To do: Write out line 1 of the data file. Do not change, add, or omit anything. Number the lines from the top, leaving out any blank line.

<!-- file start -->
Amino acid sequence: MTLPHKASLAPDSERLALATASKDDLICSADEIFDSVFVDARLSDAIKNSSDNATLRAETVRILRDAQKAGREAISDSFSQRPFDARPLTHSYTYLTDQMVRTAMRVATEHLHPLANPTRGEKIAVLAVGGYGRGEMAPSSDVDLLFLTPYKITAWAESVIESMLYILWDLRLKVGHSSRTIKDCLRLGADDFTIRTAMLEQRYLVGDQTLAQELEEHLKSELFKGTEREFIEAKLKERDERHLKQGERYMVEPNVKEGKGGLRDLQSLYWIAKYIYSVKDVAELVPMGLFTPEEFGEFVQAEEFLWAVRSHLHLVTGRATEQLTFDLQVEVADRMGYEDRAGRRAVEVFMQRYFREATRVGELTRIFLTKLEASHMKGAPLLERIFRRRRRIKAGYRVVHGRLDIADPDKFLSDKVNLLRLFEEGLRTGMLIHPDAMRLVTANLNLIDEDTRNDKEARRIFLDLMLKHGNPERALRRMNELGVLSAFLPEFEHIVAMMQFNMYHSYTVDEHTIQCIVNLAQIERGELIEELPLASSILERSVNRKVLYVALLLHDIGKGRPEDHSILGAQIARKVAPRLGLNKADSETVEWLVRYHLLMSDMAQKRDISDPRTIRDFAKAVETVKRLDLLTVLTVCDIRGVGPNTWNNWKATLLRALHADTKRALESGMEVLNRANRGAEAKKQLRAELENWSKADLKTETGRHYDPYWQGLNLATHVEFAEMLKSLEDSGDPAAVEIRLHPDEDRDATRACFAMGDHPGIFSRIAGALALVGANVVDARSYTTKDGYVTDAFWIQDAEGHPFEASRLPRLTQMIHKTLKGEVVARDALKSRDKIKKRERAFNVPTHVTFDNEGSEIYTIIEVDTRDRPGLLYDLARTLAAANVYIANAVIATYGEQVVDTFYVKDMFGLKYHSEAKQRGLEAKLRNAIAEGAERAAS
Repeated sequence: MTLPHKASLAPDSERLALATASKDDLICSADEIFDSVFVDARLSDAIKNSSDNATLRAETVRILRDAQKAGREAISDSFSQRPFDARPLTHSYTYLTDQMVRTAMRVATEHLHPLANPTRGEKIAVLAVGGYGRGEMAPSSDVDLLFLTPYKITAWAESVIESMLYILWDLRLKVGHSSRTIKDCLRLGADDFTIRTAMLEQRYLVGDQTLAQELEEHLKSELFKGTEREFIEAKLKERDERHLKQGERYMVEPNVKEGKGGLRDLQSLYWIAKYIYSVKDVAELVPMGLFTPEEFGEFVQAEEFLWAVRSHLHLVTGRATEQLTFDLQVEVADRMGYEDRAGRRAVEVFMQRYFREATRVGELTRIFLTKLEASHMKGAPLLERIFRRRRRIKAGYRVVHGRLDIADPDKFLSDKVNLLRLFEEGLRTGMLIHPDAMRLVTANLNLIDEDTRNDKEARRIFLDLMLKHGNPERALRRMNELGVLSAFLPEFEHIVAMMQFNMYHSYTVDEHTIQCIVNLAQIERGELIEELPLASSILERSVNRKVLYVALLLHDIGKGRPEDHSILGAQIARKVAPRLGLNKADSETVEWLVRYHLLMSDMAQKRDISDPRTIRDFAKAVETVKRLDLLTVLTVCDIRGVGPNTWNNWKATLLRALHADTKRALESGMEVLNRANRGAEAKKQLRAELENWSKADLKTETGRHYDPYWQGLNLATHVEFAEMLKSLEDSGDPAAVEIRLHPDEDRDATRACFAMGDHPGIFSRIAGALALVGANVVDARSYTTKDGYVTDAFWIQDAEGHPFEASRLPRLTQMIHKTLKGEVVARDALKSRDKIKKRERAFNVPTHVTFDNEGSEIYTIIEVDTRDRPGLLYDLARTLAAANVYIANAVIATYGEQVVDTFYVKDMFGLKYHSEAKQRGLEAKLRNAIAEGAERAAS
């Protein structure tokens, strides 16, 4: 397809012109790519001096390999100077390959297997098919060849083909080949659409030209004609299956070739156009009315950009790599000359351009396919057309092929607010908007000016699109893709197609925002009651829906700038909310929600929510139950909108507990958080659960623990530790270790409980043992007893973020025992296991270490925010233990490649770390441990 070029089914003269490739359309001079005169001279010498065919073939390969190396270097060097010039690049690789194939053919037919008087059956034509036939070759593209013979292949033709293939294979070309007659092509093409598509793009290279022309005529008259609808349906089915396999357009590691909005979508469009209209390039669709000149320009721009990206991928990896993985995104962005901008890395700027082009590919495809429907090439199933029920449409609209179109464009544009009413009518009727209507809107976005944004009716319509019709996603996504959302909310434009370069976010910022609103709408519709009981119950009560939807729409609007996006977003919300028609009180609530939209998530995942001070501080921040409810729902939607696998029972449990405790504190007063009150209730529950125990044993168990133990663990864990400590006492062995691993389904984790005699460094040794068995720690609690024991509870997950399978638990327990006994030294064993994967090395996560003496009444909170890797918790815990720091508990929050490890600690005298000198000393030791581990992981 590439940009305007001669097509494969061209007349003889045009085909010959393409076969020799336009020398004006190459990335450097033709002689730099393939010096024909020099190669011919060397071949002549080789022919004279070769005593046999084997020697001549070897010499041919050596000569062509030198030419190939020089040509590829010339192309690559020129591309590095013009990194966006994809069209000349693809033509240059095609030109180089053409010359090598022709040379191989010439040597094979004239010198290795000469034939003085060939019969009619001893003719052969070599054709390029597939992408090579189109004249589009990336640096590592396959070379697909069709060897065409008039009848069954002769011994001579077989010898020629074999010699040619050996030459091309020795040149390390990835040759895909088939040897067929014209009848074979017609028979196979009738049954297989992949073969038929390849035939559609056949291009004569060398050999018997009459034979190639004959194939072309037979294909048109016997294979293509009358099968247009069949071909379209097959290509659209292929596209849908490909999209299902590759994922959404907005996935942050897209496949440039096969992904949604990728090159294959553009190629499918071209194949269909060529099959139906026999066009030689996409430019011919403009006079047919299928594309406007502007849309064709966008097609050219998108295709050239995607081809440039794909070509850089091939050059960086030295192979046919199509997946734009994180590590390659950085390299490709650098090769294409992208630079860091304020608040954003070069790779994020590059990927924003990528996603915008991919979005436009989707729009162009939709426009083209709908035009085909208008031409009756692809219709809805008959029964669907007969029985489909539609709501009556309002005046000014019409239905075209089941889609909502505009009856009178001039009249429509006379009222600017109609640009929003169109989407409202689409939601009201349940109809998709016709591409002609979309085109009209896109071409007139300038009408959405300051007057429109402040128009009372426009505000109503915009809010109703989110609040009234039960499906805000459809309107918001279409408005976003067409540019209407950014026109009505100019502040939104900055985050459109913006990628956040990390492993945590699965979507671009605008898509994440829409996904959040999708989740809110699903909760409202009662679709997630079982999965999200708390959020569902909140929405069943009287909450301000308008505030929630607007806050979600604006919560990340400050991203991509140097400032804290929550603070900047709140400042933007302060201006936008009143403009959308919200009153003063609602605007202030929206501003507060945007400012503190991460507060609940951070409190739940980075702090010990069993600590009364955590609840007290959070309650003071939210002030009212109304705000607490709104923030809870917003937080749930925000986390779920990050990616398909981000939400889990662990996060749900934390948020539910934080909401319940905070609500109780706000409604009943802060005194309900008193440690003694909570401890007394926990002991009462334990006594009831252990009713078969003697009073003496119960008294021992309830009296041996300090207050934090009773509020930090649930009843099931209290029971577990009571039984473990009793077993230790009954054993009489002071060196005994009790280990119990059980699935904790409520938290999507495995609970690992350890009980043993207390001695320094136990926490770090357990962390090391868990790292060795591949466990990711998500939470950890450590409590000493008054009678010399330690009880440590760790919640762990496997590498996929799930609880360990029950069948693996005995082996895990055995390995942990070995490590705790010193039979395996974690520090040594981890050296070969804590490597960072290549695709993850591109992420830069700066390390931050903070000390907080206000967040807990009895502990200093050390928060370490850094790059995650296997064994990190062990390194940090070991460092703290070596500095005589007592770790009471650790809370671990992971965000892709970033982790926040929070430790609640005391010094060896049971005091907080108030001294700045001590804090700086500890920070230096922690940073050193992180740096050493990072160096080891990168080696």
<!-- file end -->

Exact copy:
Amino acid sequence: MTLPHKASLAPDSERLALATASKDDLICSADEIFDSVFVDARLSDAIKNSSDNATLRAETVRILRDAQKAGREAISDSFSQRPFDARPLTHSYTYLTDQMVRTAMRVATEHLHPLANPTRGEKIAVLAVGGYGRGEMAPSSDVDLLFLTPYKITAWAESVIESMLYILWDLRLKVGHSSRTIKDCLRLGADDFTIRTAMLEQRYLVGDQTLAQELEEHLKSELFKGTEREFIEAKLKERDERHLKQGERYMVEPNVKEGKGGLRDLQSLYWIAKYIYSVKDVAELVPMGLFTPEEFGEFVQAEEFLWAVRSHLHLVTGRATEQLTFDLQVEVADRMGYEDRAGRRAVEVFMQRYFREATRVGELTRIFLTKLEASHMKGAPLLERIFRRRRRIKAGYRVVHGRLDIADPDKFLSDKVNLLRLFEEGLRTGMLIHPDAMRLVTANLNLIDEDTRNDKEARRIFLDLMLKHGNPERALRRMNELGVLSAFLPEFEHIVAMMQFNMYHSYTVDEHTIQCIVNLAQIERGELIEELPLASSILERSVNRKVLYVALLLHDIGKGRPEDHSILGAQIARKVAPRLGLNKADSETVEWLVRYHLLMSDMAQKRDISDPRTIRDFAKAVETVKRLDLLTVLTVCDIRGVGPNTWNNWKATLLRALHADTKRALESGMEVLNRANRGAEAKKQLRAELENWSKADLKTETGRHYDPYWQGLNLATHVEFAEMLKSLEDSGDPAAVEIRLHPDEDRDATRACFAMGDHPGIFSRIAGALALVGANVVDARSYTTKDGYVTDAFWIQDAEGHPFEASRLPRLTQMIHKTLKGEVVARDALKSRDKIKKRERAFNVPTHVTFDNEGSEIYTIIEVDTRDRPGLLYDLARTLAAANVYIANAVIATYGEQVVDTFYVKDMFGLKYHSEAKQRGLEAKLRNAIAEGAERAAS